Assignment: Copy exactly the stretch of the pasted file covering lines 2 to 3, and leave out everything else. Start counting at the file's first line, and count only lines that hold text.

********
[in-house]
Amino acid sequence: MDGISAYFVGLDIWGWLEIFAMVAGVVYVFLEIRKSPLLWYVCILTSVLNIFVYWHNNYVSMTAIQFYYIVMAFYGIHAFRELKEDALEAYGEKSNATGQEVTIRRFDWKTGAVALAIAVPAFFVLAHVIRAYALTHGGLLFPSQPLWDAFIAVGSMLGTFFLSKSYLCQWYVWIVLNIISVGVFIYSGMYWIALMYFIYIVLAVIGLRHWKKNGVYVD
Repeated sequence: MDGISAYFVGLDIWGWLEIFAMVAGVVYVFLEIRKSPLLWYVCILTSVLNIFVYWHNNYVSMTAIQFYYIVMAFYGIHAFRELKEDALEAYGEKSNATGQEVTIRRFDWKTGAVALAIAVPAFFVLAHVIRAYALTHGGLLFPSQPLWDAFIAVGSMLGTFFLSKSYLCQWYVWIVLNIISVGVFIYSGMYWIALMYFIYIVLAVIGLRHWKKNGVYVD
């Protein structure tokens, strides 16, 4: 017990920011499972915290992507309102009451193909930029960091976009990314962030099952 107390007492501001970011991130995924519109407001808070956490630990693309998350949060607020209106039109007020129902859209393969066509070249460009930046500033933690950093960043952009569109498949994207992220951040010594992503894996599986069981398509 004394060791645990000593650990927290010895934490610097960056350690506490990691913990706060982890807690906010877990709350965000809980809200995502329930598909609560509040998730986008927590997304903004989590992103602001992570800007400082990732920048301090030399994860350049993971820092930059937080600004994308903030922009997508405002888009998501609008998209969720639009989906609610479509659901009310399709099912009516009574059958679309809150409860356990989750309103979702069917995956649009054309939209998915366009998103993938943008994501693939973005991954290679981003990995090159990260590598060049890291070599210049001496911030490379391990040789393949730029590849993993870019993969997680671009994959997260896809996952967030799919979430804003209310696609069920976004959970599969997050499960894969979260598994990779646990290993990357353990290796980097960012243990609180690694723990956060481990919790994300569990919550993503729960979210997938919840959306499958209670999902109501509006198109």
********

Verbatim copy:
Amino acid sequence: MDGISAYFVGLDIWGWLEIFAMVAGVVYVFLEIRKSPLLWYVCILTSVLNIFVYWHNNYVSMTAIQFYYIVMAFYGIHAFRELKEDALEAYGEKSNATGQEVTIRRFDWKTGAVALAIAVPAFFVLAHVIRAYALTHGGLLFPSQPLWDAFIAVGSMLGTFFLSKSYLCQWYVWIVLNIISVGVFIYSGMYWIALMYFIYIVLAVIGLRHWKKNGVYVD
Repeated sequence: MDGISAYFVGLDIWGWLEIFAMVAGVVYVFLEIRKSPLLWYVCILTSVLNIFVYWHNNYVSMTAIQFYYIVMAFYGIHAFRELKEDALEAYGEKSNATGQEVTIRRFDWKTGAVALAIAVPAFFVLAHVIRAYALTHGGLLFPSQPLWDAFIAVGSMLGTFFLSKSYLCQWYVWIVLNIISVGVFIYSGMYWIALMYFIYIVLAVIGLRHWKKNGVYVD